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location: Frist page History & Culture Qigong in Wei, Jin, Southern and Northern Dynasties (220 A.D. – 581 A.D.)
Qigong in Wei, Jin, Southern and Northern Dynasties (220 A.D. – 581 A.D.)
  During the Wei, Jin, Southern and Northern Dynasties, even though there were frequent wars that the society was in turmoil and the economic development was stagnated, qigong continued to develop without a standstill because dao yin and health cultivation practices were popular among the scholar-bureaucrats.
    In the beginning of Jin Dynasty, Wei Hua-cun (魏华存) wrote the Classic of Yellow Courtyard(Huáng Tíng Jīng, 黄庭经), in which she used seven-character verses to summarize and describe the physiology theories and keys of the Taoist qigong from before her time. It was written on the basis of the health cultivation principles from Taoism plus the various theories from medicine, and has been regarded as a classic ever since, bringing a great impact to generations after.
  Ge Hong (葛洪), a medical scientist and Taoist philosopher in Eastern Jin Dynasty, had a lot of contributions to the qigong theories. He wrote The Teachings of Master Bao Pu/Bao Pu Zi (Bào Pú Zĭ, 抱朴子), which is a summary and a systematic study of the Taoist theories about health cultivation. It suggests that qigong practices can be classified into two: 1) Inner cultivation, which is to cultivate the mind and personality (training of the mind). 2) Outer cultivation, that is to cultivate the physical body, outer cultivation includes practices such as qi moving, dao yin, massage and others similar. These theories and methods from the book have great influence on the development of qigong.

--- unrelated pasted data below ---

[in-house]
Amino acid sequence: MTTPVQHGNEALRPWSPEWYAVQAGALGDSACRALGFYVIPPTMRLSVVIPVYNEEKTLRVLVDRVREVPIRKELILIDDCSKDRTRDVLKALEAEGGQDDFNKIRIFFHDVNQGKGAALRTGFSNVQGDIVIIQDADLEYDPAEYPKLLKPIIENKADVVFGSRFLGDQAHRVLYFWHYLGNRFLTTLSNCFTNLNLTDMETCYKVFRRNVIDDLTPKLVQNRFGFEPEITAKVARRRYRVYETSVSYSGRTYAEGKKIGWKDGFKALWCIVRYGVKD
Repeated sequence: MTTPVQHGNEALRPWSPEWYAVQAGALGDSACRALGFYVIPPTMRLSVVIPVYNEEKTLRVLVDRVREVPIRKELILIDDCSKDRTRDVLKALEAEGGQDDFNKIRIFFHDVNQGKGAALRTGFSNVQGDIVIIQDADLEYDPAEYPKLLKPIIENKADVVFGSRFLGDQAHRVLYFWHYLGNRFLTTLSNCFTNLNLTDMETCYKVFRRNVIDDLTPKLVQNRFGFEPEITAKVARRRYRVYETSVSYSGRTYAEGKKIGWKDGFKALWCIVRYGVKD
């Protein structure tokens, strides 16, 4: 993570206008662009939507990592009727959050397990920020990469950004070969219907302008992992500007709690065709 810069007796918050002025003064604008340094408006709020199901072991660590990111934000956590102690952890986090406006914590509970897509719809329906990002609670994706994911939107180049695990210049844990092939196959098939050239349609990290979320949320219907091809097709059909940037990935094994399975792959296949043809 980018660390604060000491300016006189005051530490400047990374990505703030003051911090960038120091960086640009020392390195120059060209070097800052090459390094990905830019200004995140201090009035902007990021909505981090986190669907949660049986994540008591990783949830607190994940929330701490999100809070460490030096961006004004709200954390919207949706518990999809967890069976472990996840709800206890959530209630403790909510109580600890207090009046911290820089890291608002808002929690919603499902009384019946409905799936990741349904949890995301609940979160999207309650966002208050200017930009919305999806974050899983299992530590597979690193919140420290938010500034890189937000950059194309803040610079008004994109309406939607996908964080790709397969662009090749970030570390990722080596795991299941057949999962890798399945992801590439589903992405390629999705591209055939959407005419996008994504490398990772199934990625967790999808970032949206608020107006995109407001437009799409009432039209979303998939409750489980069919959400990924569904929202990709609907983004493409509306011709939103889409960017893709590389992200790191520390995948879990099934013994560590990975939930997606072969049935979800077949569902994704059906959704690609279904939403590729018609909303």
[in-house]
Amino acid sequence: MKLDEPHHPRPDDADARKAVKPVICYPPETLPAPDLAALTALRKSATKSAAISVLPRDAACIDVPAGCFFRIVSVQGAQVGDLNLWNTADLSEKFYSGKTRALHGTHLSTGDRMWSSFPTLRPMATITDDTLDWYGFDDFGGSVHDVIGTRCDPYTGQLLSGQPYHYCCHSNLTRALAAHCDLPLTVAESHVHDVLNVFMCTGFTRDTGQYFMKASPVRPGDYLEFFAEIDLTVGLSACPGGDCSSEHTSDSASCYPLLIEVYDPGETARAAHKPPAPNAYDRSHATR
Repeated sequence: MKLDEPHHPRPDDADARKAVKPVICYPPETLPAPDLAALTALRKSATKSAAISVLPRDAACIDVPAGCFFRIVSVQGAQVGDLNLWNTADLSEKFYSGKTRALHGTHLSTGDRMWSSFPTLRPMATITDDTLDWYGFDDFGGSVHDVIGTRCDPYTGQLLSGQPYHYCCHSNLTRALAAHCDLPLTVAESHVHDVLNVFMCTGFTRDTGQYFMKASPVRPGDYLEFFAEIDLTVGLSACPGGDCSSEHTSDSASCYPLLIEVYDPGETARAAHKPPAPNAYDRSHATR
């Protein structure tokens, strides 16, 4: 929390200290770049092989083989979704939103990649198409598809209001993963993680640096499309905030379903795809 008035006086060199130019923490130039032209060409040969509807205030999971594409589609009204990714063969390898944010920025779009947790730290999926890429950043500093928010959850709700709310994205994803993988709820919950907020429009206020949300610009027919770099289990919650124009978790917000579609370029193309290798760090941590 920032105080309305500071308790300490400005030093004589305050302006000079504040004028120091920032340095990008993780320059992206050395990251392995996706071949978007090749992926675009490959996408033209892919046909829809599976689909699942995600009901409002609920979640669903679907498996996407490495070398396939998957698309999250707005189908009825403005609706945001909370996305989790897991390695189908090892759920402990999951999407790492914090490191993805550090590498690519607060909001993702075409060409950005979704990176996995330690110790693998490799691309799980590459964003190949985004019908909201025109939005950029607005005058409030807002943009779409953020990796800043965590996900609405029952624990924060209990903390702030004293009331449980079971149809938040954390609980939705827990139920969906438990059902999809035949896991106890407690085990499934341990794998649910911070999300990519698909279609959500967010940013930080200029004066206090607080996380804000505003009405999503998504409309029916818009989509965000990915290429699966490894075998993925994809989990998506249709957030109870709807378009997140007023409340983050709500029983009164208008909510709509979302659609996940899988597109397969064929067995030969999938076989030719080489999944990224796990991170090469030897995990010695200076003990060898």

Tao Hong-jing (陶弘景) was a famous Taoist philosopher and medical scientist living around the time of Qi and Liang during Southern Dynasty[1], his view and study of qigong and health cultivation are mostly written in the book Records for Cultivating Mind and Prolonging Life (Yăng Xìng Yán Mìng Lù, 养性延命录). In the chapter Treating Disease by Taking Qi (Fú Qì Liáo Bìng Piān, 服气疗病篇), different methods of breath regulation are introduced, and there are six specific exhalation methods for treating different diseases, which is what we now call Liu Zi Jue, including “Chui (吹), Hu (呼), Xi (唏), He (呵), Xu (嘘), Si (呬)”. Also, the text description of how to practice Wu Qin Xi (The Five Animals Frolic) was first seen in this book in the chapter Daoyin and Massage (Dăo Yĭn Àn Mō Pian, 导引按摩篇).

[1] “Southern Dynasty” is the collective term for four short consecutive dynasties in China from 420 D.C to 589 D.C., Qi and Liang are two of the four.
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